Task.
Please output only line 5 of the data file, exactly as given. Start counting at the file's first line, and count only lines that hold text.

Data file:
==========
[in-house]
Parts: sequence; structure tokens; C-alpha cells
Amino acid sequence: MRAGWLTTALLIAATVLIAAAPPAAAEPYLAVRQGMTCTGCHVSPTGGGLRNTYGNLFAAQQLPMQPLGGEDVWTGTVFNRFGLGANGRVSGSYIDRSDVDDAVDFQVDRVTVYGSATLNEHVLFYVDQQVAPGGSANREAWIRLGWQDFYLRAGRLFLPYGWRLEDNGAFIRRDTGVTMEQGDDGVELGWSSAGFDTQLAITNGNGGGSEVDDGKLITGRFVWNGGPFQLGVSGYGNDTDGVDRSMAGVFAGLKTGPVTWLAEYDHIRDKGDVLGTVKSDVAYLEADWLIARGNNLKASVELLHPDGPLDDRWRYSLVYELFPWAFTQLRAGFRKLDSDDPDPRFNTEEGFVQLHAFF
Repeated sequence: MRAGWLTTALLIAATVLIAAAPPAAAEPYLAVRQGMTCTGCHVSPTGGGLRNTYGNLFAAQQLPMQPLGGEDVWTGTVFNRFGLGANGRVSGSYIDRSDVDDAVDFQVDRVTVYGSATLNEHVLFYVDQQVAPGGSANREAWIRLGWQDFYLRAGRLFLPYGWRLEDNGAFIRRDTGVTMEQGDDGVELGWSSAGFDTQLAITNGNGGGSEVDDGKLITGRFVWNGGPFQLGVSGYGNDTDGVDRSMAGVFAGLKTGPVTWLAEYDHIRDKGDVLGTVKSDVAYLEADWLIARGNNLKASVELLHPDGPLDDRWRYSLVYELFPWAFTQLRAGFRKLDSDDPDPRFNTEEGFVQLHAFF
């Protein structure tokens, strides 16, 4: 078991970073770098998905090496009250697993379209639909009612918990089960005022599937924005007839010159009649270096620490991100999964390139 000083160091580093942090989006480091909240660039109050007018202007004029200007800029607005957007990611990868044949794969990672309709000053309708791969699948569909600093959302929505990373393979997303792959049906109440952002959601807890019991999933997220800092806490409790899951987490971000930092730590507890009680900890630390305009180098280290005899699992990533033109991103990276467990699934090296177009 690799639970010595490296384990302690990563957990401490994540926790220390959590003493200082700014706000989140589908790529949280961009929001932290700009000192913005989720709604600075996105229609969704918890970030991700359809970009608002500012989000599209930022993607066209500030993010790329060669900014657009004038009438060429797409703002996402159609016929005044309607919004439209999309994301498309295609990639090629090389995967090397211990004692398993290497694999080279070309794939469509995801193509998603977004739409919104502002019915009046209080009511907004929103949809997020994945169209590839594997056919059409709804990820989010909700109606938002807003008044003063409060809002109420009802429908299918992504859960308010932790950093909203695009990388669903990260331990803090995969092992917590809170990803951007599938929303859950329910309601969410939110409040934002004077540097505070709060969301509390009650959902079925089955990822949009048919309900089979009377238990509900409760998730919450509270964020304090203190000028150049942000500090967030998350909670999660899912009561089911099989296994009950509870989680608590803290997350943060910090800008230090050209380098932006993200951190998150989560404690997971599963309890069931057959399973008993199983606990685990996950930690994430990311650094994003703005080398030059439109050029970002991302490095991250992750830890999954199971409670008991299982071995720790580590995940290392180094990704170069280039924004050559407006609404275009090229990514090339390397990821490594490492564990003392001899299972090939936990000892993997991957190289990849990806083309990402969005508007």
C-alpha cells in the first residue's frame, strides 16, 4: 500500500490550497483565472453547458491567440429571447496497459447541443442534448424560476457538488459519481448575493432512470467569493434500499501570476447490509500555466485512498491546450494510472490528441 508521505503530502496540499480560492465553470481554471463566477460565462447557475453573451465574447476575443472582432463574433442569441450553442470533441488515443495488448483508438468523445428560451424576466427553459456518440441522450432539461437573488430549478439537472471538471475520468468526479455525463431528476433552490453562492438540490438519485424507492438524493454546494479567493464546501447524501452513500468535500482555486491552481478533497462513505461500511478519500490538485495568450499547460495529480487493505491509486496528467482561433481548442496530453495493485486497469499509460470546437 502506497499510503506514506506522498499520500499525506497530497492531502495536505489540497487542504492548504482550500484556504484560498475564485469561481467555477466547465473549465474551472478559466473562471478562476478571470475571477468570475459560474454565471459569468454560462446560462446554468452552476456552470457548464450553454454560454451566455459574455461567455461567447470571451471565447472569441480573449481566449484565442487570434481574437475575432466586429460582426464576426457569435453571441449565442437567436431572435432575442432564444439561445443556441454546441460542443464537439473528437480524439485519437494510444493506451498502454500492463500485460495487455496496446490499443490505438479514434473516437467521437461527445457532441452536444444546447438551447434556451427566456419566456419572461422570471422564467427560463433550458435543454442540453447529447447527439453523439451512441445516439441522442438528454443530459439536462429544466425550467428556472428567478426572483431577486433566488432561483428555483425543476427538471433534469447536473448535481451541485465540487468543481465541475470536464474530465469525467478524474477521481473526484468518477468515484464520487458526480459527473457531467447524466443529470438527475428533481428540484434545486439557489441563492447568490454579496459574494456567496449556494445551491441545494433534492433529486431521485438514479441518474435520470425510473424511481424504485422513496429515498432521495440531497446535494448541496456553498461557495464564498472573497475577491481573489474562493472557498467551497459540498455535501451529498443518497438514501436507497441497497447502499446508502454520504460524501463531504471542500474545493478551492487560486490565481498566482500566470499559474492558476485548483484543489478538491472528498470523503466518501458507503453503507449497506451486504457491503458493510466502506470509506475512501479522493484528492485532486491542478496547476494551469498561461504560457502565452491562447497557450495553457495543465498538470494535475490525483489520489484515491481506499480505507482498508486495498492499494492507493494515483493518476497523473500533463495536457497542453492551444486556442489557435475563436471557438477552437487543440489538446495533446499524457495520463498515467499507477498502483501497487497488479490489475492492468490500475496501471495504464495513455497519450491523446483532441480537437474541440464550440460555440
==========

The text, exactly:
């Protein structure tokens, strides 16, 4: 078991970073770098998905090496009250697993379209639909009612918990089960005022599937924005007839010159009649270096620490991100999964390139 000083160091580093942090989006480091909240660039109050007018202007004029200007800029607005957007990611990868044949794969990672309709000053309708791969699948569909600093959302929505990373393979997303792959049906109440952002959601807890019991999933997220800092806490409790899951987490971000930092730590507890009680900890630390305009180098280290005899699992990533033109991103990276467990699934090296177009 690799639970010595490296384990302690990563957990401490994540926790220390959590003493200082700014706000989140589908790529949280961009929001932290700009000192913005989720709604600075996105229609969704918890970030991700359809970009608002500012989000599209930022993607066209500030993010790329060669900014657009004038009438060429797409703002996402159609016929005044309607919004439209999309994301498309295609990639090629090389995967090397211990004692398993290497694999080279070309794939469509995801193509998603977004739409919104502002019915009046209080009511907004929103949809997020994945169209590839594997056919059409709804990820989010909700109606938002807003008044003063409060809002109420009802429908299918992504859960308010932790950093909203695009990388669903990260331990803090995969092992917590809170990803951007599938929303859950329910309601969410939110409040934002004077540097505070709060969301509390009650959902079925089955990822949009048919309900089979009377238990509900409760998730919450509270964020304090203190000028150049942000500090967030998350909670999660899912009561089911099989296994009950509870989680608590803290997350943060910090800008230090050209380098932006993200951190998150989560404690997971599963309890069931057959399973008993199983606990685990996950930690994430990311650094994003703005080398030059439109050029970002991302490095991250992750830890999954199971409670008991299982071995720790580590995940290392180094990704170069280039924004050559407006609404275009090229990514090339390397990821490594490492564990003392001899299972090939936990000892993997991957190289990849990806083309990402969005508007």